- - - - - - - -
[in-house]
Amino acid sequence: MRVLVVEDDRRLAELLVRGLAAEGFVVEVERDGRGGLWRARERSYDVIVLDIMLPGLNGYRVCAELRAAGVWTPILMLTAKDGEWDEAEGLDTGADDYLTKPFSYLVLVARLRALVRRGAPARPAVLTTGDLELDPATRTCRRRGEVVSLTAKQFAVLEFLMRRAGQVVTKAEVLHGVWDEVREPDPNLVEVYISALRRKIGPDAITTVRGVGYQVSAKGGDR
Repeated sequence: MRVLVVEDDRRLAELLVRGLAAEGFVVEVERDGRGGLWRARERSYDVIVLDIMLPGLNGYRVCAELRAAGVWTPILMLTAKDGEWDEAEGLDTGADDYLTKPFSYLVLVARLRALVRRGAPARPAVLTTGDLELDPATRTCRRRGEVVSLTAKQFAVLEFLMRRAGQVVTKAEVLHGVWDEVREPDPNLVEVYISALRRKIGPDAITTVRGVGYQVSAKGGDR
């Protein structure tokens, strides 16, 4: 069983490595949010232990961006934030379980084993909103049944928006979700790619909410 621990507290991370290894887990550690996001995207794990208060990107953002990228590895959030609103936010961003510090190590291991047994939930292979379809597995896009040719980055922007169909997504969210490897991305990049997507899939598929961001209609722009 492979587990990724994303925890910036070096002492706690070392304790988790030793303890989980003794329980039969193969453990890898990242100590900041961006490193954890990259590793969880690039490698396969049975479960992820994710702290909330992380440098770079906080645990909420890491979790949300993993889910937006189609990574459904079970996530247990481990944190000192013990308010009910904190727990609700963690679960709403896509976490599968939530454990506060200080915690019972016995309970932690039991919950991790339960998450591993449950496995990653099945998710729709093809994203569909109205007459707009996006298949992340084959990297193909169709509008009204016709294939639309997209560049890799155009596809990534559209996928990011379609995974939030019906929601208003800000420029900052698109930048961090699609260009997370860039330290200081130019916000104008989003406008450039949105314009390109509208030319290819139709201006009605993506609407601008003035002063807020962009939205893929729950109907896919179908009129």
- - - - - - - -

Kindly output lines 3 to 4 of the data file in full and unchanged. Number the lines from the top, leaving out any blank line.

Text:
Repeated sequence: MRVLVVEDDRRLAELLVRGLAAEGFVVEVERDGRGGLWRARERSYDVIVLDIMLPGLNGYRVCAELRAAGVWTPILMLTAKDGEWDEAEGLDTGADDYLTKPFSYLVLVARLRALVRRGAPARPAVLTTGDLELDPATRTCRRRGEVVSLTAKQFAVLEFLMRRAGQVVTKAEVLHGVWDEVREPDPNLVEVYISALRRKIGPDAITTVRGVGYQVSAKGGDR
């Protein structure tokens, strides 16, 4: 069983490595949010232990961006934030379980084993909103049944928006979700790619909410 621990507290991370290894887990550690996001995207794990208060990107953002990228590895959030609103936010961003510090190590291991047994939930292979379809597995896009040719980055922007169909997504969210490897991305990049997507899939598929961001209609722009 492979587990990724994303925890910036070096002492706690070392304790988790030793303890989980003794329980039969193969453990890898990242100590900041961006490193954890990259590793969880690039490698396969049975479960992820994710702290909330992380440098770079906080645990909420890491979790949300993993889910937006189609990574459904079970996530247990481990944190000192013990308010009910904190727990609700963690679960709403896509976490599968939530454990506060200080915690019972016995309970932690039991919950991790339960998450591993449950496995990653099945998710729709093809994203569909109205007459707009996006298949992340084959990297193909169709509008009204016709294939639309997209560049890799155009596809990534559209996928990011379609995974939030019906929601208003800000420029900052698109930048961090699609260009997370860039330290200081130019916000104008989003406008450039949105314009390109509208030319290819139709201006009605993506609407601008003035002063807020962009939205893929729950109907896919179908009129």